One of Baskin-Robbins' most noteworthy flavors of ice cream is Oreo Cookies 'N Cream. In fact, the flavor is now considered a standard by many, alongside chocolate, vanilla, and strawberry. But since it's Halloween season, shouldn't the old standards get a spooky upgrade of some sort? Baskin-Robbins sure thinks so, which is why the ice cream chain has announced Trick Oreo Treat ice cream will return to scoop shops during the month of October.
You have certainly seen Halloween Oreos gracing the shelves of grocery stores this time of year. The autumnal treat swaps out its traditional white creme filling for something a tad more pumpkin-like. But don't be mistaken: Baskin-Robbins' Trick Oreo Treat ice cream isn't exclusively filled with orange Oreos (though, admittedly, that in itself would be enough to sell the stuff). of crumbled pieces of orange creme-filled Oreo cookies, and Baby Ruth and Butterfinger candy pieces. Baby Ruth bars are comprised of peanuts, caramel, and chocolate-flavored nougat; Butterfinger bars are filled with a peanut butter crisp. When mixed together with crumbled orange Oreos, and mixed into a vanilla ice cream base, the resulting Trick Oreo Treat ice cream is a menagerie of all your favorite sweet treats.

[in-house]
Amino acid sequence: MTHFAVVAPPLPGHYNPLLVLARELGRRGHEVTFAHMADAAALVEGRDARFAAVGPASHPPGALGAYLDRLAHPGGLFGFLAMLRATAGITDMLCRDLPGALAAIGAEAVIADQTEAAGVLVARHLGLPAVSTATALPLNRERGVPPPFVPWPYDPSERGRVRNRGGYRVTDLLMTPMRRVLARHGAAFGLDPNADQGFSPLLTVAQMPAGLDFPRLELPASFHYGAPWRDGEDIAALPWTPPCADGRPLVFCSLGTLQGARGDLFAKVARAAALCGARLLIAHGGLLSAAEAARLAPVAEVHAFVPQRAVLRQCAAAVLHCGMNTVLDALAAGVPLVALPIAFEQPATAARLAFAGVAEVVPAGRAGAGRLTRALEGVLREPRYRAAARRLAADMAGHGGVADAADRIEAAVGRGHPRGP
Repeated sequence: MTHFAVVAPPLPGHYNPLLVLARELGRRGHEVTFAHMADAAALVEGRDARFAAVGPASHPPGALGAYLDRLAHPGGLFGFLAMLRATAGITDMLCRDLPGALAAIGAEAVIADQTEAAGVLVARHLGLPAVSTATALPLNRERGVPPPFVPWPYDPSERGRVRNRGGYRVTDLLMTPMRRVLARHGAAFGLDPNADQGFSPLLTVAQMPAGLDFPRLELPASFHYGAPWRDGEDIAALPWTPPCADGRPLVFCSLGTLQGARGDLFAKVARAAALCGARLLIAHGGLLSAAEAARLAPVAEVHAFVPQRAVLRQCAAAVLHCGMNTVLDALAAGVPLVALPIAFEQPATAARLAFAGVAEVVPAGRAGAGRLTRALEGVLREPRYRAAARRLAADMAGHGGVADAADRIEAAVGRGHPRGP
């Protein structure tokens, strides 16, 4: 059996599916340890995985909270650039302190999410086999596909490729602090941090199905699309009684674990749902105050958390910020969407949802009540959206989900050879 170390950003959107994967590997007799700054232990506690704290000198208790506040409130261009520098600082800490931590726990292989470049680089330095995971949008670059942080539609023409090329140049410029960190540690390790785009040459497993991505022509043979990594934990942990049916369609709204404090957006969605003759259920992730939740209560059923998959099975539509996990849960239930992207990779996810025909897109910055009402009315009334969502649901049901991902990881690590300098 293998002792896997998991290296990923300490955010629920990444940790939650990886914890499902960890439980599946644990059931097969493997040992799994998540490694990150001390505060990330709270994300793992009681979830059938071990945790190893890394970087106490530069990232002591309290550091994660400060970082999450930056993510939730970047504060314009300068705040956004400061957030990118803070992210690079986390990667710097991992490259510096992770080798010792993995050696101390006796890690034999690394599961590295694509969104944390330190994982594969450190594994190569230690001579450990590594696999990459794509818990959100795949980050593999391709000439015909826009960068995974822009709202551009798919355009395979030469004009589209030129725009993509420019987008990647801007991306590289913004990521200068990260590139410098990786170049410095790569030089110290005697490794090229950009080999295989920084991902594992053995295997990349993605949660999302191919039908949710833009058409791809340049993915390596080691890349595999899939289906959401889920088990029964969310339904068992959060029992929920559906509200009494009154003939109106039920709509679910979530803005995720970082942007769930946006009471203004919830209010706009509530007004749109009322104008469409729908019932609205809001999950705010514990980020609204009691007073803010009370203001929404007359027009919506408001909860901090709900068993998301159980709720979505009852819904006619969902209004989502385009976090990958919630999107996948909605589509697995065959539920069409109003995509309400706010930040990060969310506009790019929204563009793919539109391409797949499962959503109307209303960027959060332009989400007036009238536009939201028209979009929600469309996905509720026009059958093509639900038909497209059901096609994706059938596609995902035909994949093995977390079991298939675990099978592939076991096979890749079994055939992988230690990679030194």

While Oreos and ice cream have gone hand in hand for decades, it wan't always an ever-present option at the neighborhood scoop shop. But, the flavor's origin is a little messy. In fact, it is nearly impossible to determine exactly who is responsible for this legendary creation.
Serious Eats explains the debate over who first formulated cookies and cream ice cream involves two key players: On one side is John Harrison, the official ice cream taster for Edy's/Dreyer's; on the other is Texas-based Blue Bell Creamery. Harrison claims to have come up with the idea in 1980. On the other hand, Blue Bell Creamery claims to have created the flavor by mixing crushed Oreos with vanilla ice cream in 1978 — two years before Harrison did.
At present, BOTH Edy's/Dreyer's and Blue Bell receive widespread recognition for the creation of cookies and cream. But, can what they continue to produce today even be considered authentic cookies and cream? As it turns out, neither company makes its version of cookies and cream with the Oreos '90s kids know and love. Breyer's, Good Humor, and Klondike have license to use the real deal, as does Dunkin' Brands, Baskin-Robbins' parent company, according to Serious Eats.
If all this talk of ice cream controversy has you craving something a little different, Trick Oreo Treat is hardly Baskin-Robbins' only festive menu offering. The chain is also offering its seasonal Fang-Tastic Monster Cake. The vibrant, scary-cute creature is decorated with (surprisingly realistic) orange frosting fur, three different colored eyes and a happy (but fangy) smile. The cake is available in either chocolate or white, with your choice of almost any accompanying ice cream flavor; though why would you choose anything other than Trick Oreo Treat?
Head to your nearest Baskin-Robbins to grab a scoop of Trick Oreo Treat before it disappears for the year. If you visit on a Wednesday, scoops are $1.50, to celebrate the 31 days of October. You know, since Baskin-Robbins' original tagline was 31 flavors. Yum!